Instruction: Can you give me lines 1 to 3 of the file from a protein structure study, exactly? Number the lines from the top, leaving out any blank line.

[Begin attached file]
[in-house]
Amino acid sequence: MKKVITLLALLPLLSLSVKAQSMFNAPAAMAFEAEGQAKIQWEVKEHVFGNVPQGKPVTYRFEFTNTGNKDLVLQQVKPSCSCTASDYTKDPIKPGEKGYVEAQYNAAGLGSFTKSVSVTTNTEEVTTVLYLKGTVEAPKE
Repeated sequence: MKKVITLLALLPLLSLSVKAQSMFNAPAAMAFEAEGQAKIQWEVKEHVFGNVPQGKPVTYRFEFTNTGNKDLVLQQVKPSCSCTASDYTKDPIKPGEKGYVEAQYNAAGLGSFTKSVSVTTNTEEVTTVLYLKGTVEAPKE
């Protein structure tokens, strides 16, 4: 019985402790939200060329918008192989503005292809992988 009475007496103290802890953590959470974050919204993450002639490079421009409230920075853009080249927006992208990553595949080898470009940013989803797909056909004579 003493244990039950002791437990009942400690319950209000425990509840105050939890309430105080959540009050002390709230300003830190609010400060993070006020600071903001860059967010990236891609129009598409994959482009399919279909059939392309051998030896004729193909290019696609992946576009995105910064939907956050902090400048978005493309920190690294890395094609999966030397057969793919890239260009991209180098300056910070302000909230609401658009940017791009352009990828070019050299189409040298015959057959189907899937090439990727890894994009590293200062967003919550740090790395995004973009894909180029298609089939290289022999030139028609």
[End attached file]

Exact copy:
[in-house]
Amino acid sequence: MKKVITLLALLPLLSLSVKAQSMFNAPAAMAFEAEGQAKIQWEVKEHVFGNVPQGKPVTYRFEFTNTGNKDLVLQQVKPSCSCTASDYTKDPIKPGEKGYVEAQYNAAGLGSFTKSVSVTTNTEEVTTVLYLKGTVEAPKE
Repeated sequence: MKKVITLLALLPLLSLSVKAQSMFNAPAAMAFEAEGQAKIQWEVKEHVFGNVPQGKPVTYRFEFTNTGNKDLVLQQVKPSCSCTASDYTKDPIKPGEKGYVEAQYNAAGLGSFTKSVSVTTNTEEVTTVLYLKGTVEAPKE